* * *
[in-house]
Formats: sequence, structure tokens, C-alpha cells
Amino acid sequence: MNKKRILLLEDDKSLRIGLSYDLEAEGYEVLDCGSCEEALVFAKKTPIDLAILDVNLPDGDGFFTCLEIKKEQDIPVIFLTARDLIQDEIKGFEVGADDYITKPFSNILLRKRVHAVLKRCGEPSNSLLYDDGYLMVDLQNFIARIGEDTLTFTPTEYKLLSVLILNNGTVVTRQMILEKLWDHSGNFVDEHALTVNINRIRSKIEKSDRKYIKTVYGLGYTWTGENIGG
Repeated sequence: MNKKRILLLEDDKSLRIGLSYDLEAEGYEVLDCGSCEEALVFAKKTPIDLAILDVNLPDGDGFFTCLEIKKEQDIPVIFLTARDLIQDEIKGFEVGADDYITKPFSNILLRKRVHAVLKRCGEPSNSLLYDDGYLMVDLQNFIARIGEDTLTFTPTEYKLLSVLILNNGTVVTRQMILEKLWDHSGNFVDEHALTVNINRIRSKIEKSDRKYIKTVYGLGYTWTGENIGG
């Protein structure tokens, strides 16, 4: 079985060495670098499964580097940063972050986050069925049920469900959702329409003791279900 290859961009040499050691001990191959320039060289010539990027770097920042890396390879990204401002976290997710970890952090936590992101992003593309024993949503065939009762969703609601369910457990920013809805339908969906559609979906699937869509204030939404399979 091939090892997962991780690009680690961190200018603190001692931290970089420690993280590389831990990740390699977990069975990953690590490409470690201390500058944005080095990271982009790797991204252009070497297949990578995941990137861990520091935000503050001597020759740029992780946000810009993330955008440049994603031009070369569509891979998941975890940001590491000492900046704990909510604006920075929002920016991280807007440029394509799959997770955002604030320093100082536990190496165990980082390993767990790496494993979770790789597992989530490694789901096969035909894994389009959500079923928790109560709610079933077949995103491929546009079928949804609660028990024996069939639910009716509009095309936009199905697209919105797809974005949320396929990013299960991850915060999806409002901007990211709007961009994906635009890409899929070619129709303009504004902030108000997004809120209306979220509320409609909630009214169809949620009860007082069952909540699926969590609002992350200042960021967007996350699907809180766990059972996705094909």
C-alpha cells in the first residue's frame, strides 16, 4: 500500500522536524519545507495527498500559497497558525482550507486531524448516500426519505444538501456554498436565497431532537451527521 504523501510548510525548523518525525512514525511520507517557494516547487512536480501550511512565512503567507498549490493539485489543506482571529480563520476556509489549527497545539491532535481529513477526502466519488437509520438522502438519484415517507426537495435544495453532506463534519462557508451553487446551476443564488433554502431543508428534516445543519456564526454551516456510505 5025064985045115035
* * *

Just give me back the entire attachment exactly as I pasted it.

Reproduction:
[in-house]
Formats: sequence, structure tokens, C-alpha cells
Amino acid sequence: MNKKRILLLEDDKSLRIGLSYDLEAEGYEVLDCGSCEEALVFAKKTPIDLAILDVNLPDGDGFFTCLEIKKEQDIPVIFLTARDLIQDEIKGFEVGADDYITKPFSNILLRKRVHAVLKRCGEPSNSLLYDDGYLMVDLQNFIARIGEDTLTFTPTEYKLLSVLILNNGTVVTRQMILEKLWDHSGNFVDEHALTVNINRIRSKIEKSDRKYIKTVYGLGYTWTGENIGG
Repeated sequence: MNKKRILLLEDDKSLRIGLSYDLEAEGYEVLDCGSCEEALVFAKKTPIDLAILDVNLPDGDGFFTCLEIKKEQDIPVIFLTARDLIQDEIKGFEVGADDYITKPFSNILLRKRVHAVLKRCGEPSNSLLYDDGYLMVDLQNFIARIGEDTLTFTPTEYKLLSVLILNNGTVVTRQMILEKLWDHSGNFVDEHALTVNINRIRSKIEKSDRKYIKTVYGLGYTWTGENIGG
């Protein structure tokens, strides 16, 4: 079985060495670098499964580097940063972050986050069925049920469900959702329409003791279900 290859961009040499050691001990191959320039060289010539990027770097920042890396390879990204401002976290997710970890952090936590992101992003593309024993949503065939009762969703609601369910457990920013809805339908969906559609979906699937869509204030939404399979 091939090892997962991780690009680690961190200018603190001692931290970089420690993280590389831990990740390699977990069975990953690590490409470690201390500058944005080095990271982009790797991204252009070497297949990578995941990137861990520091935000503050001597020759740029992780946000810009993330955008440049994603031009070369569509891979998941975890940001590491000492900046704990909510604006920075929002920016991280807007440029394509799959997770955002604030320093100082536990190496165990980082390993767990790496494993979770790789597992989530490694789901096969035909894994389009959500079923928790109560709610079933077949995103491929546009079928949804609660028990024996069939639910009716509009095309936009199905697209919105797809974005949320396929990013299960991850915060999806409002901007990211709007961009994906635009890409899929070619129709303009504004902030108000997004809120209306979220509320409609909630009214169809949620009860007082069952909540699926969590609002992350200042960021967007996350699907809180766990059972996705094909």
C-alpha cells in the first residue's frame, strides 16, 4: 500500500522536524519545507495527498500559497497558525482550507486531524448516500426519505444538501456554498436565497431532537451527521 504523501510548510525548523518525525512514525511520507517557494516547487512536480501550511512565512503567507498549490493539485489543506482571529480563520476556509489549527497545539491532535481529513477526502466519488437509520438522502438519484415517507426537495435544495453532506463534519462557508451553487446551476443564488433554502431543508428534516445543519456564526454551516456510505 5025064985045115035